If you’re seeing a lot of referral traffic in your Google Analytics data, you’re not alone. Contributor Jonathan Hochman explains how referral spam happens, lays out methods to combat it and suggests potential solutions for Google’s consideration.


Jonathan Hochman on December 8, 2016 at 11:13 am


A new surge of referrer spam is damaging Google Analytics data sets. These attacks have rendered the Traffic Referrals report useless for many Google Analytics properties. The problem can even be so significant for small business sites that it seriously distorts the number of sessions and page views.

In the following example, lines 1, 2, 5, 6, 7, 8 and 9 are all spam.

Referrer spam

Referrer spam


Traffic report seriously distorted by spam

Traffic report seriously distorted by spam

Why would attackers generate Google Analytics spam? Webmasters look at Google Analytics and frequently visit a site that appears in the data. Referrer spam can thus be used to generate traffic and sales leads, spread malware or conduct phishing attacks.

If you see a suspicious site in your referrer data, don’t visit it. Some attacks are just for the “lulz,” like this one:

Language spam

Language spam

How does referral spam happen? Some attackers run bots. Some use hijacked computers in botnets.

Some attackers generate ghost visits without even sending a bot to your site. The attacker just needs to run the Google Analytics tracking JavaScript to ping the Google Analytics data collection servers with fraudulent information.

Google Analytics is an old product created when security was not a high priority. Tracking is done with a unique number for each property; a property can be a website, an app or some other digital artifact. Unfortunately, the tracking numbers are sequential, which makes them very easy to guess.

Google Analytics allows up to 50 properties in each account. Each property has a serial number that looks like UA-12345-1. The UA stands for “Urchin Analytics” which is was the product’s name until Google acquired Urchin in 2005. The middle digits are the account number. All properties in the same account have the same middle number.

The number after the second dash is the property number. These range from 1 to 50. The referrer spam attacks appear to mainly target property 1, and sometimes 2 and 3.

If your website has a high property number (e.g., UA-98765-11), referrer spam probably hasn’t affected it yet. Why not just create a new property with a higher number?

The problem is twofold. First, a new property will not have the historical data of the original property, making data analysis harder. Second, if enough people used this tactic, the spammers would probably start targeting the higher numbers.

Google Analytics provides a filtering option. Like the anti-spam filters we used to use with email, these require constant updating as the spammers evolve new tactics.

The Definitive Guide to Removing All Google Analytics Spam by Mike Sullivan provides an excellent recipe for stopping referrer spam, but the solution is complex. Sullivan offers to manage the solution for $75 per site per year. For a consultant or corporate marketing department responsible for hundreds of sites, that’s a non-trivial cost. For the entire Google Analytics user base, it’s a lot of money.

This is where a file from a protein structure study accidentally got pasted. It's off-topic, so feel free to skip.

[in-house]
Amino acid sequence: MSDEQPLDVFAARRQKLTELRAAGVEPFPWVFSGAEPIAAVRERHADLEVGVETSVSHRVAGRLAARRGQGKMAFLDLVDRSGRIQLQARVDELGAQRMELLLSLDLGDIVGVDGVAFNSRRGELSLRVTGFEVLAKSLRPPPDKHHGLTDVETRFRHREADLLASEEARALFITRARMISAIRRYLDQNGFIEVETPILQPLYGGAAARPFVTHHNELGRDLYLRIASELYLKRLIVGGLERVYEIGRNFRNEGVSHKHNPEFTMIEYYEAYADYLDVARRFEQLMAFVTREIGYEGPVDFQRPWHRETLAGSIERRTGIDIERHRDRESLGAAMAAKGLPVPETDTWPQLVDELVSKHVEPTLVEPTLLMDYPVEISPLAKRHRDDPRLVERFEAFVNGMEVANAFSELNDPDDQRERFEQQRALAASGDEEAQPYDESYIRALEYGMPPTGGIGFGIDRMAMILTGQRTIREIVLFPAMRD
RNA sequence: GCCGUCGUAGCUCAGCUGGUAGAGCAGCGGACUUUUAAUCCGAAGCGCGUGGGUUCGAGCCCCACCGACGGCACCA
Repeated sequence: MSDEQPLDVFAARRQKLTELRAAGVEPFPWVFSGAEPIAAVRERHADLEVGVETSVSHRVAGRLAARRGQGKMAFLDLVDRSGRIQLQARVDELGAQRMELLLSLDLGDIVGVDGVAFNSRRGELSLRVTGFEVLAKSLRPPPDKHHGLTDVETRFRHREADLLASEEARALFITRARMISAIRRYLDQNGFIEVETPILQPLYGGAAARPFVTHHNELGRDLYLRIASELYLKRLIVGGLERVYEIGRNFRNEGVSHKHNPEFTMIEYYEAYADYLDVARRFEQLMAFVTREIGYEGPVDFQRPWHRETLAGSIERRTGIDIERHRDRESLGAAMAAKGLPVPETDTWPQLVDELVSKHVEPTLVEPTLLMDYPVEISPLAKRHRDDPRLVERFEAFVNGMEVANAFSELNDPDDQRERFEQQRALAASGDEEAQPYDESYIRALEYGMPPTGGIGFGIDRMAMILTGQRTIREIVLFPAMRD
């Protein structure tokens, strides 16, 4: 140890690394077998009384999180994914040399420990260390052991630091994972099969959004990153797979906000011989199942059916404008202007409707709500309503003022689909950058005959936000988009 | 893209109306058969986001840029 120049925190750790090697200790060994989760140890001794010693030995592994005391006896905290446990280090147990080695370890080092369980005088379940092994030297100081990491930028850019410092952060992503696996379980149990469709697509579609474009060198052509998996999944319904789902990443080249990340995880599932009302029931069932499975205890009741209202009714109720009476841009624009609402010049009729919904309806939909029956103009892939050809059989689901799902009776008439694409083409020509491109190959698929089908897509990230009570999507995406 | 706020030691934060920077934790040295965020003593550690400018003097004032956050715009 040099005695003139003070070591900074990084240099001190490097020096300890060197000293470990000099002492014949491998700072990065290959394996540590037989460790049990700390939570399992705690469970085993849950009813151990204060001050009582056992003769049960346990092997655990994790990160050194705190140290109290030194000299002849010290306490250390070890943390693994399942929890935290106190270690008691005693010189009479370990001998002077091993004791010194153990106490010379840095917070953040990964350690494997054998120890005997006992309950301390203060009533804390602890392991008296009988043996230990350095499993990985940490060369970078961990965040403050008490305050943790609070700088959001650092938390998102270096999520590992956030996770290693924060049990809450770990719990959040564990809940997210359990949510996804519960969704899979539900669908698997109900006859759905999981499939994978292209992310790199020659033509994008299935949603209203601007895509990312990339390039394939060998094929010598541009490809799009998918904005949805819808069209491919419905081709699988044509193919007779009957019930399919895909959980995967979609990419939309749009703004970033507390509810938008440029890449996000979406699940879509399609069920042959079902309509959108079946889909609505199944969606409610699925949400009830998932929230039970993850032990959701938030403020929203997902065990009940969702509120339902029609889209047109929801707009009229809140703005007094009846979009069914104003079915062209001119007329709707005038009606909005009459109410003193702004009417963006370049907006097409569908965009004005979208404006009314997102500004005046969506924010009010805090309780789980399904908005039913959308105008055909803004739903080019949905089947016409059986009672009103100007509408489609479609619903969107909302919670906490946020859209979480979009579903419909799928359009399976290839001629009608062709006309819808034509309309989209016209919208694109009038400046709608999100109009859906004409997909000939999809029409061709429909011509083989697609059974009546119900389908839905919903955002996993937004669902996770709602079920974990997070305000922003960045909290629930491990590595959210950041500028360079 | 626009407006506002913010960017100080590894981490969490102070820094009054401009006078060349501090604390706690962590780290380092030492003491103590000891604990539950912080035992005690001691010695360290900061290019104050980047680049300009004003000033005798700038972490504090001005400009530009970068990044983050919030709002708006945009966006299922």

There is also an associated risk, because complex filters and .htaccess file rules inevitably have bugs and require thorough testing. One wrong filter can wipe out a large swath of traffic data, and there’s no way to recover it afterwards. An erroneous .htaccess setup could seriously impact visitors.

Google Analytics filters

Google Analytics filters

Filters only eliminate spam going forward; they do not remove past spam. To get a clean set of historical data, it’s necessary to create a custom segment that eliminates spam. Like filtering, this process adds complexity and needs ongoing updates.

Current solutions are far from ideal because of complexity, cost and risk. It is terribly wasteful for each of hundreds of thousands of webmasters to implement the same filters and customer segments to solve the same spam problem.

Instead, Google should offer a predefined set of filters to eliminate the vast majority of fake analytics data.

Google’s John Mu has said that the company is working on general solutions.

In the meantime, there are several things Google should consider:

  • 1. Provide a simple way to apply filters to past data, eliminating the need for custom segments to remove spam.
  • 2. Provide a simple way to download and upload a set of filters. For those who manage multiple Google Analytics accounts, this would save considerable time versus having to re-enter each filter definition in each view.
  • 3. Offer new UA tracking codes that don’t have predictable digits. Currently, UA account numbers are sequential, making it easy for spammers to brute force attack one account after another. Property numbers predictably run from 1 to 50. In contrast, credit card numbers are not sequential, which helps deter brute force attacks.

Referrer spam isn’t particularly lucrative compared to other forms of cyber-crime. But referrer spam is so easy that it has become a real nuisance.

Once Google implements a general solution, that should raise computing costs for the attackers, and hopefully, there will be a lot less Google Analytics spam.